The Roman Catholic Parish of Lady, Star of the Sea, Weymouth, Dorset, UK
Our Parish Groups
In his book 'After Virtue' the philosopher Alasdair MacIntyre compares the circumstances of those persons today, having traditional beliefs about virtue, to the men and women in the so-called "Dark Ages." He argues that we are in a new dark age, and this time the barbarians are not at the gates, they have been ruling us for some time. MacIntyre's book was written in 1984; since then our age has become even darker.
According to ++Charles Chaput, until recently Archbishop of Philadelphia, (click here to read his talk "Law and Morality in Public Discourse"), MacIntyre is suggesting that one of the ways we might begin to live more fruitfully in a world that seems so deeply conflicted is to create parishes, seminaries, clubs, colleges and families that are real schools of sanctification. These would be vital in building up society, changing the culture, and trying to build a renewed sense of Christian community.
In this regard, Parish Groups therefore are an important witness to the Christian life and Catholic Teaching.
We are a lively group of about 30 members. Our main aim is to raise money for CAFOD and other charities and to achieve this we organise at least one fund‐raising activity per month. Our activities last year included a monthly coffee morning with cakes and bric‐a‐brac, two Auctions, St Patrick’s Night, a Quiz Night, a Sea Front Stall and other events.
We find that most of these events have a social character to them which we feel benefits the parish and the local community. Coming events are advertised well in advance in the Parish Newsletter.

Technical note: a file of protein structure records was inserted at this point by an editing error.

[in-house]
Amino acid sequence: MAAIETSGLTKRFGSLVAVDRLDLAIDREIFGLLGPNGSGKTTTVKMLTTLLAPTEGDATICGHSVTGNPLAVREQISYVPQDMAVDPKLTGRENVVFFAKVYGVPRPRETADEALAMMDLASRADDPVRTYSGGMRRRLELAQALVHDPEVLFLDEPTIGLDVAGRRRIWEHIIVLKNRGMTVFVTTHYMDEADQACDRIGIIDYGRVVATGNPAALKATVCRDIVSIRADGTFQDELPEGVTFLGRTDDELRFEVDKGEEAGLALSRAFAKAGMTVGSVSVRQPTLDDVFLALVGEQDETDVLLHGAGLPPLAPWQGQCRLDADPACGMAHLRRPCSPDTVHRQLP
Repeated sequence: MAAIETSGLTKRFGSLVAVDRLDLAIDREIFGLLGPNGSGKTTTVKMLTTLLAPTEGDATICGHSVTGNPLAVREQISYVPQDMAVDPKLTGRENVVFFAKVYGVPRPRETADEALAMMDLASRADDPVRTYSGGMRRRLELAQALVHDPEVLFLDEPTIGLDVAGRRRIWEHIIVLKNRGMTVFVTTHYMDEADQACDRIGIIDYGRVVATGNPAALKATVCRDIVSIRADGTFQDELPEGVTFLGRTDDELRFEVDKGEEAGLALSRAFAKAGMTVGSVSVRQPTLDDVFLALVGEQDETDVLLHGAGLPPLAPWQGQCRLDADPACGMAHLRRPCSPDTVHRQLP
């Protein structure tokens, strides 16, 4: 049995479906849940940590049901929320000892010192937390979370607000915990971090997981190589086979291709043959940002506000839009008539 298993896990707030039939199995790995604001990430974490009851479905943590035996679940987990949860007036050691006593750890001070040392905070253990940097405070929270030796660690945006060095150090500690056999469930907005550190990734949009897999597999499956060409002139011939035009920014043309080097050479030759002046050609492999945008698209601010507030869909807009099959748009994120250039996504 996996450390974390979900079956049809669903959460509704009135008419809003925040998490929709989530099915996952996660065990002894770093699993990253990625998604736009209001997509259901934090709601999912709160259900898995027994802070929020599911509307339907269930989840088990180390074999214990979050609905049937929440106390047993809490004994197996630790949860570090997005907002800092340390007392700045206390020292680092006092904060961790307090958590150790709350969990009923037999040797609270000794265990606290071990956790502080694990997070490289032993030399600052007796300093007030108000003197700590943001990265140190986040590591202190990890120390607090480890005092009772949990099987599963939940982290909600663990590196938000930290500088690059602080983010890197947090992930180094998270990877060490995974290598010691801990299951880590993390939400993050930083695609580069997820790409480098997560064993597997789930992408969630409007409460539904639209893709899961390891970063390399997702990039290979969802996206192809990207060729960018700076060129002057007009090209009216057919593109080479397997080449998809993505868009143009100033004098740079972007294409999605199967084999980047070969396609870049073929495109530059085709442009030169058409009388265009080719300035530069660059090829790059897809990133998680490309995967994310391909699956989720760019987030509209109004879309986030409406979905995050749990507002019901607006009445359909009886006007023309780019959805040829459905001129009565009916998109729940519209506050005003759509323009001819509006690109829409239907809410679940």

We are also involved in issues such as Live Simply, Fair‐trade, and Trade Justice. We also organise the Family Fast Day collections.
To download the minutes of the most recent meeting, please click here. More information can be obtained from the Secretary:
John Jenkins: email
95% of British imports and exports travel by sea. 150,000 merchant ships visit Britain each year. Over one million men and women earn their living onboard ship yet many Britons are unaware of their existence.
Seafarers are a hidden workforce separated from home and community. They originate from all over the world but many are now recruited in countries where labour is cheap. Seafaring is a challenging profession in which harsh weather conditions, long hours and minimal manning levels combine with the psychological pressures of loneliness and isolation.
To most people seafarers are invisible. But they are our brothers and sisters and the presence of Christ in our midst.
Seafarers often work away from home for up to 12 months and face loneliness, danger and exploitation. In today’s global maritime industry, turn around in port is very short, putting seafarers under stress and limiting time ashore
AOS GB offers pastoral and practical support to the seafarers who visit our shores. As part of the international network of the Apostleship of the Sea, under the patronage of Our Lady Stella Maris, we work to alleviate the loneliness of seafarers by extending a hand of friendship.
Our pastoral teams of port chaplains and ship visitors approach seafarers as friends, whatever their origin and beliefs. AOS reaches out to all seafarers in the name of Christ and enables Catholics among them to attend Mass on board ship or in a local parish.
Through effective Christian witness, personal contact and the distribution of Christian literature, AOS works to encourage Christian life aboard ship.
For more information, see our parish webpage AOS news which gives news of the work done by the local group.
For details of AOS in the UK go to our National Website
Your local representatives are
Ship visitor Mark Kemis-Bettey, Tel:
Ian Hollows Tel:
Allen Ford Email: , Tel:
Contact either of these to find out about volunteering and support activities.
The Brownies meet in St Augustine’s Hall every Wednesday (except school holidays) between 5:30pm and 7 pm.
For information please contact Lorna Charnock, email: or . Lorna’s telephone number is . Alternatively, Joan Heslop can be reached on
The Catenian Association is an international brotherhood of Catholic laymen, who meet once a month in local branches known as ‘circles’. The Catenian Association was founded in 1908.